A UBC law professor says a Federal Court of Appeal ruling on the Site C dam project is an indication reconciliation is not being taken seriously at a judicial level.

"It's disappointing but it's not surprising," Gordon Christie told CBC Daybreak North host Carolina de Ryk. "The courts in Canada have not been particularly helpful for First Nations in the last 10 or 15 years." 

"Most of the decisions have not been going the way that I would think they would if the courts were really trying to promote things like reconciliation."

On Monday, a panel of three judges dismissed a court case filed by the Prophet River and West Moberly First Nations in northeast British Columbia.

Treaty 8 Justice for the Peace Caravan Site C Dam

In 2016, the Treaty 8 Justice for Peace Caravan bus drove across Canada hoping to gain support for its opposition to the controversial Site C dam. (Treaty 8 Justice for Peace Caravan/Facebook)

The nations argue flooding 5,500 hectares of the Peace River valley for the Site C dam infringes on their constitutionally-protected treaty rights and the federal government should have taken that into consideration before granting permits allowing the project to go ahead.

The judges disagreed, ruling it is outside the scope of government to decide whether or not treaty rights are being infringed.

Instead, they wrote, treaty rights should be determined through "a full discovery, examination of expert evidence, as well as historical testimonial and documentary evidence." 

In the meantime, the federal government is allowed to issue permits for projects on treaty land.

"It seems ridiculous," Christie said.

Listen to Christie give his full reaction to the Site C court decision

"It's basically forcing First Nations to somehow come up with the money to go to court every single time they want to have some little matter looked at."

Christie contrasted the ruling with the Tsilhqot'in decision of 2014.

In that case, the Supreme Court of Canada indicated Indigenous group who haven't signed treaties with the Crown hold title to traditional tracts of land and resources.

The Prophet River and West Moberly First Nations are however two of just a few First Nations in British Columbia covered by Treaty 8.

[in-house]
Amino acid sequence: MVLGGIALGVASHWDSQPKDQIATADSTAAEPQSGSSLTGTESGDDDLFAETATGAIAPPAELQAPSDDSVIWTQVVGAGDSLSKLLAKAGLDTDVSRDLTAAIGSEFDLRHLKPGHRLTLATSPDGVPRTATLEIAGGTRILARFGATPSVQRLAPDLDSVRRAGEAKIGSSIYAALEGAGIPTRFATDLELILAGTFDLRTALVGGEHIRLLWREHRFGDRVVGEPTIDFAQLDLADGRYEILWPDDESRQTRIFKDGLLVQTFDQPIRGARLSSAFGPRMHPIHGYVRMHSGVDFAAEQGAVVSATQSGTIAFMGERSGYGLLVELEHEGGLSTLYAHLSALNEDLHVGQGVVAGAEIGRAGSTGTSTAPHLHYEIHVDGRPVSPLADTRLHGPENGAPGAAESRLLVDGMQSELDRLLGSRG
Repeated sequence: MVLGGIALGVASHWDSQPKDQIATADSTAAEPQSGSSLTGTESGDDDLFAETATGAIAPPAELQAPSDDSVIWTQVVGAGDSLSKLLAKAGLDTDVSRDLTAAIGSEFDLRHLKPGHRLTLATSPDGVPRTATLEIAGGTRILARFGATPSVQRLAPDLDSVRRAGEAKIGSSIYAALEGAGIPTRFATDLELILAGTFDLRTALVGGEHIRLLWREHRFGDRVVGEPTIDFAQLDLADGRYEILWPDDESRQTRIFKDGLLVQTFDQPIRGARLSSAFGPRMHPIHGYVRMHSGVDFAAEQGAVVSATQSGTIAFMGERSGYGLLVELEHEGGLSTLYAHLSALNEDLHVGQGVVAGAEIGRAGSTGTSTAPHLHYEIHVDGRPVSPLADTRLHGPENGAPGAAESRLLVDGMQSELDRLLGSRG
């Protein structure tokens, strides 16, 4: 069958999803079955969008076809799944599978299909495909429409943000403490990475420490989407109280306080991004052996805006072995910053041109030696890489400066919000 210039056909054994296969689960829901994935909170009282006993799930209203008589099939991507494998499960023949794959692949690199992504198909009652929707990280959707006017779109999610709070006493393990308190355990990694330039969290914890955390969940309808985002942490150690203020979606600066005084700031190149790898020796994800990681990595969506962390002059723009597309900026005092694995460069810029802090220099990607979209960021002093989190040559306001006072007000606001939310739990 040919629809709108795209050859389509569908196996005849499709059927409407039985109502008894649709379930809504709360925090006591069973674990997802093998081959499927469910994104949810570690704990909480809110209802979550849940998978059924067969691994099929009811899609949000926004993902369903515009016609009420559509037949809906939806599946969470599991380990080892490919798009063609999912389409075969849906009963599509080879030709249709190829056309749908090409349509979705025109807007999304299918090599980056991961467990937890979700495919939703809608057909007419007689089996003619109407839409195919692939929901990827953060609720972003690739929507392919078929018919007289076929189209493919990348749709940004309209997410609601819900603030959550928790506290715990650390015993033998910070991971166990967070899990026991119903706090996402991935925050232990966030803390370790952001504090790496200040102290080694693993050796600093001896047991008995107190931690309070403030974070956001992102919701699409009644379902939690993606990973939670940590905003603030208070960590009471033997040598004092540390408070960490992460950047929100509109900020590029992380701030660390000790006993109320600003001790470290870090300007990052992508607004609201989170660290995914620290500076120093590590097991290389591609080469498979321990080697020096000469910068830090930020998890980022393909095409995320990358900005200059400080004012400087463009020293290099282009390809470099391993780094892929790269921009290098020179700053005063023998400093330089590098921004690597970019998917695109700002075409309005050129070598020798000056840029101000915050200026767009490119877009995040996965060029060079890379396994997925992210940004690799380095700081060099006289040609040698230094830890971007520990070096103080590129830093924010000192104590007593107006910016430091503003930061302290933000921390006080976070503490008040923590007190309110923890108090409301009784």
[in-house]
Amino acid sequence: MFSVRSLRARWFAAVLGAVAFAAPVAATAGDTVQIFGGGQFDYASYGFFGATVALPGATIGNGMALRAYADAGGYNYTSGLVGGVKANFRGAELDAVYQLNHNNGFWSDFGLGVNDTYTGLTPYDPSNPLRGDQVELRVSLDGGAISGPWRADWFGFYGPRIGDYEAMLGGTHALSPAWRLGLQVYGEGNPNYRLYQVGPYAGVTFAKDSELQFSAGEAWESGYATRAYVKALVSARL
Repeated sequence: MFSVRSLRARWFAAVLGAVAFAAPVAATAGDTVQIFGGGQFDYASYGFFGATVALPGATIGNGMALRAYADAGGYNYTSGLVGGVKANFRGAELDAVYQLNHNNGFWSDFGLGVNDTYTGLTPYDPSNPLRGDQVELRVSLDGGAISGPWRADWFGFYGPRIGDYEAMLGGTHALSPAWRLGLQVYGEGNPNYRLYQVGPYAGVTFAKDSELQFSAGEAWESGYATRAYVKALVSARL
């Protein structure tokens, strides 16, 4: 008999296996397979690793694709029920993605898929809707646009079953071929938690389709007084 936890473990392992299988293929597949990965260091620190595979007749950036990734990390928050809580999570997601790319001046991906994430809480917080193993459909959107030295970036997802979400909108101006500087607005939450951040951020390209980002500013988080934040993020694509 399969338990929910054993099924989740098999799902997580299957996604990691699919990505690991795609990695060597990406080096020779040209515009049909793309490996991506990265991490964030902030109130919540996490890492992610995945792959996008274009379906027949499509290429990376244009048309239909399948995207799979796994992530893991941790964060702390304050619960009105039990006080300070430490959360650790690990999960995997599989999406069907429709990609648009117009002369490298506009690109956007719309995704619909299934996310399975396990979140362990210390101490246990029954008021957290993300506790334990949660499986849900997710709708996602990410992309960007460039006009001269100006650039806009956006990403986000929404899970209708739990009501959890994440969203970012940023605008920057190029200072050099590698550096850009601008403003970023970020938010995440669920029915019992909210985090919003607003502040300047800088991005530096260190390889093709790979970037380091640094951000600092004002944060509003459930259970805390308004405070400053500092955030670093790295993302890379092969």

"The Crown is treating the treaty as if it just settled all matters and they can just go ahead and do whatever they want," Christie said.

Site C Peace River valley

Part of the Peace River valley scheduled to be flooded in order to build the Site C dam in northeastern British Columbia. (Justin McElroy/CBC)

BC Hydro spokesman David Conway said the Crown corporation is still examining the ruling but pointed out the Site C project has survived multiple legal challenges.

"To date, five judicial reviews of environmental approvals and Site C permits have been dismissed, as well as two appeals," he said. 

"We are committed to working hard with Aboriginal groups to address their concerns and identify opportunities for them to benefit from the project."

Christie said the legal options for the Prophet River and West Moberly First Nations are now to either appeal to the Supreme Court of Canada, where they'd likely lose, or launch a separate lawsuit in order to assert their treaty rights, a lengthy and expensive process.

Robert-Falcon Ouellette

Liberal MP Robert-Falcon Ouellette has urged his party to slow down Site C in order to determine how it affects Indignous groups in the region. (CBC / Peace Valley Environmental Association)

He argued a government truly interested in reconciliation would sit down with the First Nations as partners.

"Canada is a treaty nation. They're the other side of the treaty. Canada should sit down with the Treaty 8 nations every time there's a dispute and try to work out things, instead of having everything litigated."

"If they're going to put a dam in place, of course they should be thinking about whether they're going to be infringing on the treaty rights of the people who have treaties there."


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